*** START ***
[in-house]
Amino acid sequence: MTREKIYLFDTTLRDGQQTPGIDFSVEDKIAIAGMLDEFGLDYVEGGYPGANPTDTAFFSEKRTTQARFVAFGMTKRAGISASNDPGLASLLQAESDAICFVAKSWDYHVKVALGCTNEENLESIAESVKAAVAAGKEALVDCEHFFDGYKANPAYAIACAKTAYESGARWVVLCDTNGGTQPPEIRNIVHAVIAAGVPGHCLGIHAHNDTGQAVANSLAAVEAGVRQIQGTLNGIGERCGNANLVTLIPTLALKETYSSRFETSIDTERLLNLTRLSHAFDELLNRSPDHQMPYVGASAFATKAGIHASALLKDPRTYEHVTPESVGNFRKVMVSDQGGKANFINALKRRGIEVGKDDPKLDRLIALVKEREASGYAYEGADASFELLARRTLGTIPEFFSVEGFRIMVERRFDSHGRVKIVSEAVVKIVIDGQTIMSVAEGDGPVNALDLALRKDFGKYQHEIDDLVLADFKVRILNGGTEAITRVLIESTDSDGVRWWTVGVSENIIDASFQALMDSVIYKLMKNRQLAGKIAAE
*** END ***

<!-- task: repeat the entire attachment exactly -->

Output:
[in-house]
Amino acid sequence: MTREKIYLFDTTLRDGQQTPGIDFSVEDKIAIAGMLDEFGLDYVEGGYPGANPTDTAFFSEKRTTQARFVAFGMTKRAGISASNDPGLASLLQAESDAICFVAKSWDYHVKVALGCTNEENLESIAESVKAAVAAGKEALVDCEHFFDGYKANPAYAIACAKTAYESGARWVVLCDTNGGTQPPEIRNIVHAVIAAGVPGHCLGIHAHNDTGQAVANSLAAVEAGVRQIQGTLNGIGERCGNANLVTLIPTLALKETYSSRFETSIDTERLLNLTRLSHAFDELLNRSPDHQMPYVGASAFATKAGIHASALLKDPRTYEHVTPESVGNFRKVMVSDQGGKANFINALKRRGIEVGKDDPKLDRLIALVKEREASGYAYEGADASFELLARRTLGTIPEFFSVEGFRIMVERRFDSHGRVKIVSEAVVKIVIDGQTIMSVAEGDGPVNALDLALRKDFGKYQHEIDDLVLADFKVRILNGGTEAITRVLIESTDSDGVRWWTVGVSENIIDASFQALMDSVIYKLMKNRQLAGKIAAE